Reform of Ontario's Law on Jurisdiction

Vaughan Black


Globalization gets the credit and the blame for many things, and one of these is the increasing amount of civil and commercial litigation in Canada that involves factual connections to more than one country or province. Our courts see the disputes generated by a higher volume of cross-border transactions and operations. These raise questions of private international law, and one of the most important of these is whether the court chosen by the plaintiff has jurisdiction to resolve the matter.

Accordingly, it is timely that the Law Commission of Ontario has decided to issue a Consultation Paper examining the exercise of jurisdiction by Ontario courts in civil cases. The Paper is by Janet Walker, a leading Canadian private international law scholar, with input from a working group of other scholars in the field. The Paper was issued in early March 2009 and the period for comments was open until April 13, 2009. The Law Commission plans to prepare a formal report setting out its recommendations for legislative action. It also contemplates issuing further consultation papers on other aspects of cross-border litigation, such as proof of foreign law and enforcement of foreign judgments.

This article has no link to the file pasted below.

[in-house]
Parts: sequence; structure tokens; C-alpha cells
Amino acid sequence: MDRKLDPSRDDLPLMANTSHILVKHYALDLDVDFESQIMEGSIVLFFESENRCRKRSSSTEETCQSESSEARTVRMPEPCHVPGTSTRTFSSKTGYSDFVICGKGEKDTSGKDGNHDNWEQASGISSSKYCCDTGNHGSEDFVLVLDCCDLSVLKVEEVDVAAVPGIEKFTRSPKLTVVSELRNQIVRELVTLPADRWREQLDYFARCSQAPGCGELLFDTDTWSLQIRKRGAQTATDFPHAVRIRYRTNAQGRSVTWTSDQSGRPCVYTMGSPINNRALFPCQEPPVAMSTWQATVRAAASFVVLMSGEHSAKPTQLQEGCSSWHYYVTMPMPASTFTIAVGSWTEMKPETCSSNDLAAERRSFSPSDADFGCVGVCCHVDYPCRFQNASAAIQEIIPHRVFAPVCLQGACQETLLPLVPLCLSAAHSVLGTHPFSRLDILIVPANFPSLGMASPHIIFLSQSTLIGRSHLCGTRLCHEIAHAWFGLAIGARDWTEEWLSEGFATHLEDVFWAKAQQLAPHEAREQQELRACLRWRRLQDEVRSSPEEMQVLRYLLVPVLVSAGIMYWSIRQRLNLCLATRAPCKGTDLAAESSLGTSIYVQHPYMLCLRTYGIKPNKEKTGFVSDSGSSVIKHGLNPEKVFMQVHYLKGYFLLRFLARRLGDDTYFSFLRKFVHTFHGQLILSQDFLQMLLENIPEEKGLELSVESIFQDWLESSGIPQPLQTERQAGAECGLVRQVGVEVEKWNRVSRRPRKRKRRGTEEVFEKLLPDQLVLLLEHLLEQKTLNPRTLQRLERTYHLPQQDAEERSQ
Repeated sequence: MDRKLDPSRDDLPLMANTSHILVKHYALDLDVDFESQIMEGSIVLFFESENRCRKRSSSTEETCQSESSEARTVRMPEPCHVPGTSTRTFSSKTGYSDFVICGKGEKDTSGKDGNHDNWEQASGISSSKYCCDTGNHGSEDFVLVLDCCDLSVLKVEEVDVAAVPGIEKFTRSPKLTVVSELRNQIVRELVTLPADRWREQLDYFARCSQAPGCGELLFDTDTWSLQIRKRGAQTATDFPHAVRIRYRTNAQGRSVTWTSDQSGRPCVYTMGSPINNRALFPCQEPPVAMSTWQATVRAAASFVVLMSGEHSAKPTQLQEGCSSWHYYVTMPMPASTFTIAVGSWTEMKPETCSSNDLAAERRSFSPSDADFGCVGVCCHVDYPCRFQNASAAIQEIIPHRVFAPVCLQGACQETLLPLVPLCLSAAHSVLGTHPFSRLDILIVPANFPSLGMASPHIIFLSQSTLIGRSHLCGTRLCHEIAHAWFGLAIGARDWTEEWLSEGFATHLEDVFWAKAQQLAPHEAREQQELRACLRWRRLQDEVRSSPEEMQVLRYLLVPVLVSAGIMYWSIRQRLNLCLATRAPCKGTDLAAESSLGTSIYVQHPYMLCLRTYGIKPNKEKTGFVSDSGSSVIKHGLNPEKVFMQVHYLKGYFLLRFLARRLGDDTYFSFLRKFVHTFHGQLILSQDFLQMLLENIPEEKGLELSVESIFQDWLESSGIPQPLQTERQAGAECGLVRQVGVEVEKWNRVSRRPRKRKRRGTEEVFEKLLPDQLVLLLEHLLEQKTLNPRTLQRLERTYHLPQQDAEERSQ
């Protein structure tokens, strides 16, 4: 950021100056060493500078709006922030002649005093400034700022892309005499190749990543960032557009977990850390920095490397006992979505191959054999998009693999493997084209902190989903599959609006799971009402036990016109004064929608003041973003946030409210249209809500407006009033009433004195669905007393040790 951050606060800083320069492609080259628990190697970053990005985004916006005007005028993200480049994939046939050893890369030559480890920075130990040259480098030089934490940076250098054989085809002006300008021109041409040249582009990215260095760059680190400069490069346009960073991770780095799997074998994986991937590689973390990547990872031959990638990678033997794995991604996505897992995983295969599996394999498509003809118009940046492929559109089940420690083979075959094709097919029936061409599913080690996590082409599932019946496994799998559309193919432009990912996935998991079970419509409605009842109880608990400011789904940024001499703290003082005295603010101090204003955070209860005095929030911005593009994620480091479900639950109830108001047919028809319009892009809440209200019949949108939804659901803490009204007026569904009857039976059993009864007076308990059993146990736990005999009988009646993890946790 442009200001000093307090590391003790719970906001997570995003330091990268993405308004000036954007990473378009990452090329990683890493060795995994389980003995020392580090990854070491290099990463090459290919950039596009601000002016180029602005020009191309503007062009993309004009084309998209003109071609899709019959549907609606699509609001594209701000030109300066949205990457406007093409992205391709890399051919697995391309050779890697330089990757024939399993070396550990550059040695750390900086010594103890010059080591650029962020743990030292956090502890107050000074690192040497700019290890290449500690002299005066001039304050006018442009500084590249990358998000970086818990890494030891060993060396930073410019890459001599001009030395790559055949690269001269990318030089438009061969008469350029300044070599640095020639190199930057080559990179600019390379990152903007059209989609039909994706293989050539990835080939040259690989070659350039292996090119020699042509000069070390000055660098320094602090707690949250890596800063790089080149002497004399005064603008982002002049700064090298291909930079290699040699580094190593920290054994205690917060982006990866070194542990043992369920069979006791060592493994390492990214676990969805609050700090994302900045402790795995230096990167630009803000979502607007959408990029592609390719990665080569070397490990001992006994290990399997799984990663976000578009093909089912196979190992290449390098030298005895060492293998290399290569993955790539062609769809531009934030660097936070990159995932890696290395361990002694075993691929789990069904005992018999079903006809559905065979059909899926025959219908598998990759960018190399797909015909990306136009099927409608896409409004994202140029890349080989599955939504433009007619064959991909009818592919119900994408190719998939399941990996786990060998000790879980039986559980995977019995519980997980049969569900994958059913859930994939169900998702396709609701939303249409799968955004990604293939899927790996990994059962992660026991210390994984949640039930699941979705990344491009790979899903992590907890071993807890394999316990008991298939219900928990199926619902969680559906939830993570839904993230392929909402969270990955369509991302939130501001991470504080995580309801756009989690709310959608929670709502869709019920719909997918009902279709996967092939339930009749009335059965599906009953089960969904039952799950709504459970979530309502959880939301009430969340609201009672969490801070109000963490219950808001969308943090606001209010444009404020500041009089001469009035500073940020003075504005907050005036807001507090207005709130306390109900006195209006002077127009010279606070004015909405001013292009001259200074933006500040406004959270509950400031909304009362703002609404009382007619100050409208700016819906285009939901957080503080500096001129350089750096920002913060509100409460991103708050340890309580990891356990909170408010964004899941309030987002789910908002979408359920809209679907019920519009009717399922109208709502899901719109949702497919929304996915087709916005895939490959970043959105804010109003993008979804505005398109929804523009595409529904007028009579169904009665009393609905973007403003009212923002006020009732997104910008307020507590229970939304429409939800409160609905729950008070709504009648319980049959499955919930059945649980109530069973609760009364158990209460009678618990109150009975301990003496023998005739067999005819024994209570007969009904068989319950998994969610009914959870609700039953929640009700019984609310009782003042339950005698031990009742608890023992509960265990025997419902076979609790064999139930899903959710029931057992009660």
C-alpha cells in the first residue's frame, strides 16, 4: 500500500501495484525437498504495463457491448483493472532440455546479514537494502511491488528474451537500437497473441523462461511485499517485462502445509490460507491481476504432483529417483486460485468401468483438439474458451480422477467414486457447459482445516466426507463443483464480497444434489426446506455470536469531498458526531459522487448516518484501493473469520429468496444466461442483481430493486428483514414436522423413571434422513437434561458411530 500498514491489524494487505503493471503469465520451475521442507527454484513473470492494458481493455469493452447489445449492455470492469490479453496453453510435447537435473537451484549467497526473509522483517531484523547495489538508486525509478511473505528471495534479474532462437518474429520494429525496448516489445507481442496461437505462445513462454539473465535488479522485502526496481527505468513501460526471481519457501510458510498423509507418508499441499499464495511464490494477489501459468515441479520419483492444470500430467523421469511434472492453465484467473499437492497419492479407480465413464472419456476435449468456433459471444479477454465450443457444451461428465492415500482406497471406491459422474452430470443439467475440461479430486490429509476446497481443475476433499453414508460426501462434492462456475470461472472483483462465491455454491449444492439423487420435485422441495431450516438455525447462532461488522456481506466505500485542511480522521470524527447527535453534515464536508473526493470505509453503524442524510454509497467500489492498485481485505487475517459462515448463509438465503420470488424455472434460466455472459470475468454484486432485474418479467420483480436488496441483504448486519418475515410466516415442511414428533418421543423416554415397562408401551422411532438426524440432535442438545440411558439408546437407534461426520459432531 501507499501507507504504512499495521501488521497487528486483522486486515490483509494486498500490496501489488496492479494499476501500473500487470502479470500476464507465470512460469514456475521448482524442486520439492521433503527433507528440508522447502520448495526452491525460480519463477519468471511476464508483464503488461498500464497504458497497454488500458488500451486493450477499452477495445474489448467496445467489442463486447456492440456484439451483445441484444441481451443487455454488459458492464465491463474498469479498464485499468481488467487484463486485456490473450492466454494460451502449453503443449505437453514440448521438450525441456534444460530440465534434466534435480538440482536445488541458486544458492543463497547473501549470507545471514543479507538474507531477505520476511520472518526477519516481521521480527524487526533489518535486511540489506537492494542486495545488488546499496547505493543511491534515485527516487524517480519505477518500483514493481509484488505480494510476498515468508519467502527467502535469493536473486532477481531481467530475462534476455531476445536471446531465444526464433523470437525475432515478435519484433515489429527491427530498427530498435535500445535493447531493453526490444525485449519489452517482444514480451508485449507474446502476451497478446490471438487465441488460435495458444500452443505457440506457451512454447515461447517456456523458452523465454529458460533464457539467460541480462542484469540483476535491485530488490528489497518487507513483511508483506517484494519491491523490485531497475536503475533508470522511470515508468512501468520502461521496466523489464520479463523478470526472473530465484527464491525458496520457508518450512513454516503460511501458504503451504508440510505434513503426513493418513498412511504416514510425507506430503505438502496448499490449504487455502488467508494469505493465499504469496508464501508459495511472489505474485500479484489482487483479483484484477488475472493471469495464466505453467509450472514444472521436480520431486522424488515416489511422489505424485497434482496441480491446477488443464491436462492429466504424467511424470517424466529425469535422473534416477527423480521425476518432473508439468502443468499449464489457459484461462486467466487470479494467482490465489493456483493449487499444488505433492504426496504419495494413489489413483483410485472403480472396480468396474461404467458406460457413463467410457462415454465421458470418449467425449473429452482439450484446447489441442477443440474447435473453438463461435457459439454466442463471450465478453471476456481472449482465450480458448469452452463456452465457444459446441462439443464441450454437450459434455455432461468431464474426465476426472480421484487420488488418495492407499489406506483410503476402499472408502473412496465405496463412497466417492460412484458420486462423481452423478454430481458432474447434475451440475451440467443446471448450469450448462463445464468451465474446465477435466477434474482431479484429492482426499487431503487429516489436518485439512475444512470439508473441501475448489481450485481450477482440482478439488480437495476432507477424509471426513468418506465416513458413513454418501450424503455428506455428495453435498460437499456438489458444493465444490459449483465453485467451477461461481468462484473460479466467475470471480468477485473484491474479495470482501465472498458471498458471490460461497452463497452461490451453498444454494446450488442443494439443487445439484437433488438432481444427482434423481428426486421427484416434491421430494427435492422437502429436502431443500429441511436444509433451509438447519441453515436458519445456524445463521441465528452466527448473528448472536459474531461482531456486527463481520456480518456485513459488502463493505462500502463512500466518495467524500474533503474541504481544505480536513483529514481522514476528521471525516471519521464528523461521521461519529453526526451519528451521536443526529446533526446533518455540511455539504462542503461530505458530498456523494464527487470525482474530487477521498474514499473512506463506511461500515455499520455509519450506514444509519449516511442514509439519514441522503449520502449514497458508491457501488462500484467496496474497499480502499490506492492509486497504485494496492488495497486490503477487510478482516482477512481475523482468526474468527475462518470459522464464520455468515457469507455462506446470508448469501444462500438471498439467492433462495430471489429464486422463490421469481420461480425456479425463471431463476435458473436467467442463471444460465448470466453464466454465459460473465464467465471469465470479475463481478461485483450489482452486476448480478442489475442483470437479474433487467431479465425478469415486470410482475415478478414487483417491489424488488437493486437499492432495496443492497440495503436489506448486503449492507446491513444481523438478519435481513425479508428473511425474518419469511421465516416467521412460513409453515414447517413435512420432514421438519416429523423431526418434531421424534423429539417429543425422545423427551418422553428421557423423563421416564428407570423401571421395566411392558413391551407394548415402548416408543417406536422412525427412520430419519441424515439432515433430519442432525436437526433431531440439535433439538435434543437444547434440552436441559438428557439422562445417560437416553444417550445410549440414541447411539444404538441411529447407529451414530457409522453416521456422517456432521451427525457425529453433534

This comment focuses on some of the more central issues raised in the Paper. Jurisdiction is a broad topic and reforming it is a huge undertaking, so any response must of necessity be selective. This comment also appreciates that the Paper, as befits its role, raises some issues without taking a position on them.

This paper was co-authored with Stephen Pitel, University of Western Ontario (


Conflict of Laws

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